Tuesday, March 12, 2013

Tau and Birkenstocks

This is the Tau.  It is the last letter in the Hebrew alphabet, according to some references and the nineteenth in the Greek, according to others.It is seen everywhere in Assisi, and I mean everywhere. I have lots of photos of the Tau cross and it has become for me, a reassuring sign, a constant reminder that St Francis really did exist and that what he started in the thirteenth century is still alive and well today.  Here a Tau, there a Tau, everywhere a Tau. The Tau was Francis' only signature.  He used it to mark places he had been. His own version of "George Washington Slept Here".

The Tau has become the symbol for the order started by St Francis, the "Franciscans".  Unlike the religious order of sisters started by his great pal St Claire, the brothers are by no means confined to their residences.  Instead, the Franciscans are out and about, interacting with people of all walks of life, all the time.  They are easily spotted in their brown habits and their Birkenstock sandals as they pop up everywhere in Assisi.
They seem to glide on air.  On windy days, their pointy hoods billow in the breeze and trail behind as if they were flying kites.  On cold days, those less macho are spotted sporting woolen caps, quilted vests and socks with the birks.  Those who have to wander further from their monasteries carry backpacks.They all have the same basic brown tunic, cinched at the waist by a rope-belt that is finished off by three large knots, each signifying an important rule of their order as it was handed down by the founder.  Poverty, chastity and obedience.  Simple and out there for all to see.  My friend who came to visit during my stay in Assisi, was fascinated by the friars.  He isn't Catholic and has had very little background in the faith.  He decided that they were cool and that they had very nice jobs.  I'm hesitant to ask about this year's Halloween costume.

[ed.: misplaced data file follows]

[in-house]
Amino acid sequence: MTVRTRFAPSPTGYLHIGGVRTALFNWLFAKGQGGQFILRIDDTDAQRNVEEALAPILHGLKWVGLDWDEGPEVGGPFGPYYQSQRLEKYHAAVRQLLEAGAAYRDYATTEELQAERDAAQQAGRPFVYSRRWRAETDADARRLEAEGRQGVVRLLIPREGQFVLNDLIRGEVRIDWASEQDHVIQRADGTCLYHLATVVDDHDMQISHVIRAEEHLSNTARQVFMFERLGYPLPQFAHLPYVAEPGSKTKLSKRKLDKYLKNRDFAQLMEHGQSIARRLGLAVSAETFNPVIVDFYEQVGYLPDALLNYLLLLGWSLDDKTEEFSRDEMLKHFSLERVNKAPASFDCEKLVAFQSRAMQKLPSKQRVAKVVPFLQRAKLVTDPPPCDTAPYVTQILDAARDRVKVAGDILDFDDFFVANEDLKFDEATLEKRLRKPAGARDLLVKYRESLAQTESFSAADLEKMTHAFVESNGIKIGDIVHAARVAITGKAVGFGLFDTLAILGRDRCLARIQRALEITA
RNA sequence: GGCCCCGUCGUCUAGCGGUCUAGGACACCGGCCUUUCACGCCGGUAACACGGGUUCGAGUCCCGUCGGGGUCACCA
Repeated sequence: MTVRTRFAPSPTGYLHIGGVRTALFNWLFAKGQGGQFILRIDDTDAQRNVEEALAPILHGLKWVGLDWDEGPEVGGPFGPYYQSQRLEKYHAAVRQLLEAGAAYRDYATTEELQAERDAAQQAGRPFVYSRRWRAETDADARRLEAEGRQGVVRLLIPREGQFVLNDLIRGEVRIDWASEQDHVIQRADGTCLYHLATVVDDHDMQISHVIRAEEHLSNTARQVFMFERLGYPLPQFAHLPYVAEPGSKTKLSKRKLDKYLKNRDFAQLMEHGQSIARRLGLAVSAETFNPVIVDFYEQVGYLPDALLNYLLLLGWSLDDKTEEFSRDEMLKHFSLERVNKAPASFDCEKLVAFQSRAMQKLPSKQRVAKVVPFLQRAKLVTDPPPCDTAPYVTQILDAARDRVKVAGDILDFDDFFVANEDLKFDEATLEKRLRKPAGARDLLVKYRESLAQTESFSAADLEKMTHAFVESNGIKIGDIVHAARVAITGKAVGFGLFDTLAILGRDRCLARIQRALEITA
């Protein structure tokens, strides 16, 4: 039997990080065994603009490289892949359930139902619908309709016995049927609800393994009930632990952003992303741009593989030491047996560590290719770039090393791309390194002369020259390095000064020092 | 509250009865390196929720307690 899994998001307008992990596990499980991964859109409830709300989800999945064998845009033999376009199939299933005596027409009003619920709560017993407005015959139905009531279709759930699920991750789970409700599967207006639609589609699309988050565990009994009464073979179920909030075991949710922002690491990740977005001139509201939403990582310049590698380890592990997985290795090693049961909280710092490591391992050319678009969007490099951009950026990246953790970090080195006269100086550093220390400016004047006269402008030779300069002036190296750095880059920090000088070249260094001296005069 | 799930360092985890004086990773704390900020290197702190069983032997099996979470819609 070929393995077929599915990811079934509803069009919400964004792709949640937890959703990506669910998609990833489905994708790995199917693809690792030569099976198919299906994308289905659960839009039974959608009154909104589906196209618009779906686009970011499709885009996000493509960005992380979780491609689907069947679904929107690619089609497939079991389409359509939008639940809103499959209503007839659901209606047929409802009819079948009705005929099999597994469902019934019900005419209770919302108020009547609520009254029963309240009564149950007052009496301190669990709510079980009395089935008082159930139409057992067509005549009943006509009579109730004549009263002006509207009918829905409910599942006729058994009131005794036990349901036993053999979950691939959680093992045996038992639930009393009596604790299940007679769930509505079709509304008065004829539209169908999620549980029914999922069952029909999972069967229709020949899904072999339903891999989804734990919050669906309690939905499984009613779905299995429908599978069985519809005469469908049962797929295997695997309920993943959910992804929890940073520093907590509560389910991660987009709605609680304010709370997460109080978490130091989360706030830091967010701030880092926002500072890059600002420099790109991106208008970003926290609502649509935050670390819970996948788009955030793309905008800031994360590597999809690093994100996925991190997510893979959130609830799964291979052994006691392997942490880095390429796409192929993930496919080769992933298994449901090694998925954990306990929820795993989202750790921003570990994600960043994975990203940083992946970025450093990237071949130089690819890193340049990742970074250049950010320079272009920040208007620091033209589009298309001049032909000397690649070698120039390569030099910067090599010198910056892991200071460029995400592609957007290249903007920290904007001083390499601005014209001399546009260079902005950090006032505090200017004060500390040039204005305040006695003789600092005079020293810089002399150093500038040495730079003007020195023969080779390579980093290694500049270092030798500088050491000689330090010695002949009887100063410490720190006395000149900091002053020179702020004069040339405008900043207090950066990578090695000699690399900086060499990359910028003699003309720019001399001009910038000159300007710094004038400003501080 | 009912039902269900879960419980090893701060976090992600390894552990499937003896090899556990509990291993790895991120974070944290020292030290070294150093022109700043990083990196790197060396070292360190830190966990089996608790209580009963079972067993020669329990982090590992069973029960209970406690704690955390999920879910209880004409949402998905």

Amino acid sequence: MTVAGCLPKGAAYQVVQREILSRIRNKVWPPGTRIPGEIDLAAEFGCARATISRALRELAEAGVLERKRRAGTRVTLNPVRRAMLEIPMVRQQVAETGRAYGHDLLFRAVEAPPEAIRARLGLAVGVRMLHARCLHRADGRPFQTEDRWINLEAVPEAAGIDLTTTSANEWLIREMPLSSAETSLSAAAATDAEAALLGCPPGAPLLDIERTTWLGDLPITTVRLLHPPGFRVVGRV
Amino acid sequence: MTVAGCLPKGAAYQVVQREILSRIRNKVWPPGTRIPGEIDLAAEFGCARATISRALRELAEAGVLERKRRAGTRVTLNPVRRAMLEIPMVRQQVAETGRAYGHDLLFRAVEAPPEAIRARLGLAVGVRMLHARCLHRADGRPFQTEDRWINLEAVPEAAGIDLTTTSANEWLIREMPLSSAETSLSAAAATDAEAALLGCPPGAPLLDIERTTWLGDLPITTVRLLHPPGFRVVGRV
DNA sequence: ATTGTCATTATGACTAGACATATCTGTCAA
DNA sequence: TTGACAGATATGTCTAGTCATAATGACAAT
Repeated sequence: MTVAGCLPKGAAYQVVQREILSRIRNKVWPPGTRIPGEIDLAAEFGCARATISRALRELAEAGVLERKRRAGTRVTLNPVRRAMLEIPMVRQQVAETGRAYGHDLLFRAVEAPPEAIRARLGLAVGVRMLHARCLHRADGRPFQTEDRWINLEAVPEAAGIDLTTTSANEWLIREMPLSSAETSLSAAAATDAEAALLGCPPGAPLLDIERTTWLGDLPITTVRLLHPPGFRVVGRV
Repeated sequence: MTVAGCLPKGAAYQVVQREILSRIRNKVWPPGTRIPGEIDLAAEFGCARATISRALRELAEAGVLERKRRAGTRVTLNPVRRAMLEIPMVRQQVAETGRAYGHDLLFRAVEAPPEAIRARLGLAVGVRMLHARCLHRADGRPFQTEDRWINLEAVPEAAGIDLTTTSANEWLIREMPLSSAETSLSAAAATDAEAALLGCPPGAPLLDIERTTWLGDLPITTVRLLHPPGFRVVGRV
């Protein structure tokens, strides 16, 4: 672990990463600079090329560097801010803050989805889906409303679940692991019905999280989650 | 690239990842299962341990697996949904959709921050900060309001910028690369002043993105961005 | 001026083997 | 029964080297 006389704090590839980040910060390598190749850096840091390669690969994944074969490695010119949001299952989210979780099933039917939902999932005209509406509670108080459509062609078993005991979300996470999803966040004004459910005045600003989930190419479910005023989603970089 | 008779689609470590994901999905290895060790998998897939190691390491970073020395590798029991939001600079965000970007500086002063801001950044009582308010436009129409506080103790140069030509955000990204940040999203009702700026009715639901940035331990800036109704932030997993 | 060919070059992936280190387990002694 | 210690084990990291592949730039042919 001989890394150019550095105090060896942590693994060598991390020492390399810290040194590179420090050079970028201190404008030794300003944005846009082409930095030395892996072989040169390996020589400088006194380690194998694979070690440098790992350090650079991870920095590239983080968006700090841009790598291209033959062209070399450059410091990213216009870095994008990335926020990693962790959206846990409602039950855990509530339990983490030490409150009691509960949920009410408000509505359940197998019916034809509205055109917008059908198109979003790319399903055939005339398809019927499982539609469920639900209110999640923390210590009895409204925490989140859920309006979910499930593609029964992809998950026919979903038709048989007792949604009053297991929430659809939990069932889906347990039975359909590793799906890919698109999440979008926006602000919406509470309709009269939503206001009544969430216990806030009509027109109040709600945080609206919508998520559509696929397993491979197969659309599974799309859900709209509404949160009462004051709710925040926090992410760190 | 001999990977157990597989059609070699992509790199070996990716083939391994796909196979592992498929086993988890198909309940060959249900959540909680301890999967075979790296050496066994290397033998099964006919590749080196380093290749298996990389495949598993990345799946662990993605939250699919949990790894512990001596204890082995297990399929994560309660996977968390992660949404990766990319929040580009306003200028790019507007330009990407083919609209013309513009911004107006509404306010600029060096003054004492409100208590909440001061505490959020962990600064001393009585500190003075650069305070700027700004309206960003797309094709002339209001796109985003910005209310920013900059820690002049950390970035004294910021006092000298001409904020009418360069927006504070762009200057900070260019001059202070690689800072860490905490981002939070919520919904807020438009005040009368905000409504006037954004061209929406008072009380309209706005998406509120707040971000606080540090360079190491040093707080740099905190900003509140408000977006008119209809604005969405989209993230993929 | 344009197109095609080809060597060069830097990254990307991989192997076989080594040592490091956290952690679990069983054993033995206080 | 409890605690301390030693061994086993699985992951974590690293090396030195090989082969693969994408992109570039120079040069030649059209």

In 2001, a woman named Elizabetta Bianchetti received an important commission.  She was employed by the company that is Italy's leading supplier of ecclesiastical clothing and she was asked to redesign the habit worn by 90 friars of the Third Order Regular.  And so, she did.  And so, the sky started to fall.  Elizabetta described the reaction to her change as "mediagenic" for it was debated, praised, and excoriated by the Italian press.  It was considered to be radical, something that never happens, not here!  What was the purpose?  Why the need?  What would Francis say?  What would the world think....Pockets!!!!!!  Two pockets.  What, one for keys and one for, lookout the sky is really falling.....a cell phone?

The new habit, as it turned out, did not go over in a big way.  The order for them was scaled down and I'm not quite sure just how many of the monks in Assisi actually own one of the radical new and improved Bianchetti designs.  Most of the higher-ups agreed that the garb designed by St. Francis in the thirteenth century transcended time and no changes would be easily embraced now....or ever.

Think about it.  Francis did just fine with his communications.  No cell phones, no text messages.  No locked doors.  No keys.  Two pockets?  Never going to happen.  The sky need not fall.

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